Arguably, the tone was set earlier Thursday when the Furman Paladins, a Southern Conference team that had not won an NCAA tournament game in 49 years, sent the same Virginia team that was the first #1 seed to fall in a first round to its third first-round exit in five years with an improbable 68-67 comeback. As CBS Sports’ David Cobb described, in this case, it was HOW this was pulled off that was especially maddening:
UVa led 50-38 with under 12 minutes to play but wilted late, committing a critical turnover that led directly to Furman’s go-ahead shot.
Garrett Hien made two free throws for Furman with 12 seconds left to bring the Paladins within 67-65. Then, they promptly trapped Virginia guard Kihei Clark in the corner, forcing the undersized veteran into panic mode. Clark unleashed an ill-advised, one-handed pass that Hien caught for Furman at midcourt with about six seconds left.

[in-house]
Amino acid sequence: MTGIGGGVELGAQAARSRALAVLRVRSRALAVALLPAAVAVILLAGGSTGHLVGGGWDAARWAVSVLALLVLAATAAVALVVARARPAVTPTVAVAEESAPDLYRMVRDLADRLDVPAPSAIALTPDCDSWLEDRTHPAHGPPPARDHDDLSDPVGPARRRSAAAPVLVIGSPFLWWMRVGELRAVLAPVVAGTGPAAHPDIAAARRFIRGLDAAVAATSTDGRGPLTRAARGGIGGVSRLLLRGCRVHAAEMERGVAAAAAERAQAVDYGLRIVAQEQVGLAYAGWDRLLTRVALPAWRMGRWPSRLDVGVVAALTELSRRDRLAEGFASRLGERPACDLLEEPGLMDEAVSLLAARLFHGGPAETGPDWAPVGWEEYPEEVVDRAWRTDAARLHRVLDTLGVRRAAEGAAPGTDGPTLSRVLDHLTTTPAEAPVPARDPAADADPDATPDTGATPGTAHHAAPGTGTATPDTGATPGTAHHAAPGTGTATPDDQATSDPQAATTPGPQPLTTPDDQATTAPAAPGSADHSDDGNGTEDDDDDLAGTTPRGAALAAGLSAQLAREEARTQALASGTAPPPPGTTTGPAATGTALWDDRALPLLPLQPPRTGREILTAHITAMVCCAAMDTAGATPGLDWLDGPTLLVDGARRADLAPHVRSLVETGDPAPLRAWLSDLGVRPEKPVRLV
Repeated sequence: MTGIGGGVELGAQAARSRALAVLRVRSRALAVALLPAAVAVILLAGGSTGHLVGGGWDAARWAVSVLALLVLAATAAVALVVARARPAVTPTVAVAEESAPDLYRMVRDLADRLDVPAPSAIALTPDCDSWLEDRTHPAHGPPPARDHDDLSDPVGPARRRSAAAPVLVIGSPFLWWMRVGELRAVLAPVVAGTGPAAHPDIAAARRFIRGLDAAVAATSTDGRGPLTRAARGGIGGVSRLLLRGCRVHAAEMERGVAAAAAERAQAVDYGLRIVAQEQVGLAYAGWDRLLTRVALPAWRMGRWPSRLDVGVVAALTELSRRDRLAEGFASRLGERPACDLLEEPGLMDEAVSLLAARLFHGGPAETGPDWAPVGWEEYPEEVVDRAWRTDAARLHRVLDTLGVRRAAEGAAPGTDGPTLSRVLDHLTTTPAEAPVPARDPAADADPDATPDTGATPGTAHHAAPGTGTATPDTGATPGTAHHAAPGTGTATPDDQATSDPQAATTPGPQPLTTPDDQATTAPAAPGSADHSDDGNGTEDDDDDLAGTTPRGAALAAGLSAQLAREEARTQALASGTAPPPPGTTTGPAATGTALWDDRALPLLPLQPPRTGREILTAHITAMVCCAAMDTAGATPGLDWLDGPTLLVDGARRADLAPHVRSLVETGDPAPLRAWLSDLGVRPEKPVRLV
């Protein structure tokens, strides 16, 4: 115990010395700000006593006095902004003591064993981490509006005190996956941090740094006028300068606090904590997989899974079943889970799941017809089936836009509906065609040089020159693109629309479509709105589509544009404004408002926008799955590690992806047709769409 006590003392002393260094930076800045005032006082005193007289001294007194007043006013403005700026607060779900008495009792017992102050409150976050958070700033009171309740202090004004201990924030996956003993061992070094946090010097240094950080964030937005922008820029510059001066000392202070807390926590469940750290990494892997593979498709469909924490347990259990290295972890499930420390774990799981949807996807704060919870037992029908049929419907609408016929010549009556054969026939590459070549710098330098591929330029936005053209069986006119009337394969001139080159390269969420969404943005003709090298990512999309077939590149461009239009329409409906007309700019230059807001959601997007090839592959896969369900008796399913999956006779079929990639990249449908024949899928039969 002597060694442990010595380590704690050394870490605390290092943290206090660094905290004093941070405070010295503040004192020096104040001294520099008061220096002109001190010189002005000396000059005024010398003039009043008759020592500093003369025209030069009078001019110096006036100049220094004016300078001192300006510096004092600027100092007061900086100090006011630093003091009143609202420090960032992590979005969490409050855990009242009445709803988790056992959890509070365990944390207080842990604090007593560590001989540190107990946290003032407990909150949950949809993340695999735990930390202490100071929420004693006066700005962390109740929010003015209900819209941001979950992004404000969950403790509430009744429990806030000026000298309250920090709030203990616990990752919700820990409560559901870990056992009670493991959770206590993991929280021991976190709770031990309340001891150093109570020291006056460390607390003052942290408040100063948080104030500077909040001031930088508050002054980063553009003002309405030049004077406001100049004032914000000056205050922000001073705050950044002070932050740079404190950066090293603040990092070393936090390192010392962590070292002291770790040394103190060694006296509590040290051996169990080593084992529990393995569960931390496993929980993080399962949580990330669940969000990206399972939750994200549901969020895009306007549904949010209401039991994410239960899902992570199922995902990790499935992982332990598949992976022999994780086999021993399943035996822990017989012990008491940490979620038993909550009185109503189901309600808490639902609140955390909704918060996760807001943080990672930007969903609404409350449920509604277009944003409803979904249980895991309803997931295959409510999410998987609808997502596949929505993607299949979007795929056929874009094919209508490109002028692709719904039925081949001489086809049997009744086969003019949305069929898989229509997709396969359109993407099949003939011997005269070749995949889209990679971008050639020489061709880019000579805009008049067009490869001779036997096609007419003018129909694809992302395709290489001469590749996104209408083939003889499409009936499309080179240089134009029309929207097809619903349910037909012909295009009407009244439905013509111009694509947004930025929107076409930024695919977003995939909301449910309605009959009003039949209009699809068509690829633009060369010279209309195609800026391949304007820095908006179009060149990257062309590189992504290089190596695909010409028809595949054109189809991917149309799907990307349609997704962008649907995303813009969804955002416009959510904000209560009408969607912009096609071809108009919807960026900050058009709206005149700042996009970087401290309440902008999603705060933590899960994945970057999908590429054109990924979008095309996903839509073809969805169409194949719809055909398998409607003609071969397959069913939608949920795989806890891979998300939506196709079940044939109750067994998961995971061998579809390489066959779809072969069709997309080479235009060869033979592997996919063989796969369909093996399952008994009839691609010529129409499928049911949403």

From there, he quickly passed ahead to Pegues for a shot that will go down in Furman lore. It was the first made 3-pointer of the game for Pegues, but it was a fitting way for the Paladins to steal the victory.
Exciting, sure. Unprecedented? Nope. And, with all due respect to Gamecocks, I’ll take Jersey people any day of the week. Because between the brains of Princeton and the grit of Fairly Ridiculous–er, Dickinson, not to mention the beauty of many of their fans, that kind of doubling down, on the heels of the Peacocks’ run last year, is to me even more exciting and unlikely.
Now if they could just figure out how to incorporate normal left turn lanes into their main drags…